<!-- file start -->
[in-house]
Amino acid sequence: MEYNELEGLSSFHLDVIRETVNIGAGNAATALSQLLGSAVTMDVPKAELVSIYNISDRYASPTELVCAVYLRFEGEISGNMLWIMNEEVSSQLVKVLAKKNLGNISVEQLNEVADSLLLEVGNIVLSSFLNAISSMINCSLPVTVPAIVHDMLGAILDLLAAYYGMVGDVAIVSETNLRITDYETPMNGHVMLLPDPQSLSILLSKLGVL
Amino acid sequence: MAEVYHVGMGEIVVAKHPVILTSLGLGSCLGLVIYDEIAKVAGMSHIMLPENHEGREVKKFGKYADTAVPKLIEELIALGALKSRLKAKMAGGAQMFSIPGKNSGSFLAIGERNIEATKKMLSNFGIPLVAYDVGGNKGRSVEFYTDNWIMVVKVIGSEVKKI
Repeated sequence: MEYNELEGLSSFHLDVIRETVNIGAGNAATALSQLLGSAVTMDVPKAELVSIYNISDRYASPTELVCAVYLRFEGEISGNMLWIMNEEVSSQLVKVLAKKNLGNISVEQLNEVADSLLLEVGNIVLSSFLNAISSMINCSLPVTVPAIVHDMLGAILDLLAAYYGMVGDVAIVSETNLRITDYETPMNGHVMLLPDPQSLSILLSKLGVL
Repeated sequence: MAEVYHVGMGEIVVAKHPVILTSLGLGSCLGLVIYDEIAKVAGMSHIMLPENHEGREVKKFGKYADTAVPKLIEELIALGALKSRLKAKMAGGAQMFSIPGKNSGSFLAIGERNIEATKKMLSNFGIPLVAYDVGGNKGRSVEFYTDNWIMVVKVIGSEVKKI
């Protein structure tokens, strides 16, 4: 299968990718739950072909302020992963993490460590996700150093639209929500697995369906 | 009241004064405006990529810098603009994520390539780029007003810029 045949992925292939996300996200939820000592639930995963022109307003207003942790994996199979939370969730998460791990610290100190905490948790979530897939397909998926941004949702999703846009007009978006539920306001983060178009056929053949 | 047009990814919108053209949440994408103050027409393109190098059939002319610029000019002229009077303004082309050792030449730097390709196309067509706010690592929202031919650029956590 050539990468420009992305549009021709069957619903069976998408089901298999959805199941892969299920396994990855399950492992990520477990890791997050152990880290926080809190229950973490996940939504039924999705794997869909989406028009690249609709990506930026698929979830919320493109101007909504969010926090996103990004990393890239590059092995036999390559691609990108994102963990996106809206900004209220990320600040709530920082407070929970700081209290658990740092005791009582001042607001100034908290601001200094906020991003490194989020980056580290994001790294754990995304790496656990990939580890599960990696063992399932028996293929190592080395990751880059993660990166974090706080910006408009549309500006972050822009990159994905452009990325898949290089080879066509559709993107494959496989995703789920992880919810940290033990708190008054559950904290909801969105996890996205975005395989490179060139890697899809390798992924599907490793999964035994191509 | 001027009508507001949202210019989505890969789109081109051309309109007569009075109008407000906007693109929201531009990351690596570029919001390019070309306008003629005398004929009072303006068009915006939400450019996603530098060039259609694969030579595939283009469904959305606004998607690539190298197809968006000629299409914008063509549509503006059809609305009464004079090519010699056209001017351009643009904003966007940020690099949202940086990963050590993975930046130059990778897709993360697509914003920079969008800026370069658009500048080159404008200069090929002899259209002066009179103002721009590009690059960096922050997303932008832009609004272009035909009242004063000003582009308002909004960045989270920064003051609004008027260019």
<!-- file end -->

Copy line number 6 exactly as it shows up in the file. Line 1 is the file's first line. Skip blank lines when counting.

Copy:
């Protein structure tokens, strides 16, 4: 299968990718739950072909302020992963993490460590996700150093639209929500697995369906 | 009241004064405006990529810098603009994520390539780029007003810029 045949992925292939996300996200939820000592639930995963022109307003207003942790994996199979939370969730998460791990610290100190905490948790979530897939397909998926941004949702999703846009007009978006539920306001983060178009056929053949 | 047009990814919108053209949440994408103050027409393109190098059939002319610029000019002229009077303004082309050792030449730097390709196309067509706010690592929202031919650029956590 050539990468420009992305549009021709069957619903069976998408089901298999959805199941892969299920396994990855399950492992990520477990890791997050152990880290926080809190229950973490996940939504039924999705794997869909989406028009690249609709990506930026698929979830919320493109101007909504969010926090996103990004990393890239590059092995036999390559691609990108994102963990996106809206900004209220990320600040709530920082407070929970700081209290658990740092005791009582001042607001100034908290601001200094906020991003490194989020980056580290994001790294754990995304790496656990990939580890599960990696063992399932028996293929190592080395990751880059993660990166974090706080910006408009549309500006972050822009990159994905452009990325898949290089080879066509559709993107494959496989995703789920992880919810940290033990708190008054559950904290909801969105996890996205975005395989490179060139890697899809390798992924599907490793999964035994191509 | 001027009508507001949202210019989505890969789109081109051309309109007569009075109008407000906007693109929201531009990351690596570029919001390019070309306008003629005398004929009072303006068009915006939400450019996603530098060039259609694969030579595939283009469904959305606004998607690539190298197809968006000629299409914008063509549509503006059809609305009464004079090519010699056209001017351009643009904003966007940020690099949202940086990963050590993975930046130059990778897709993360697509914003920079969008800026370069658009500048080159404008200069090929002899259209002066009179103002721009590009690059960096922050997303932008832009609004272009035909009242004063000003582009308002909004960045989270920064003051609004008027260019």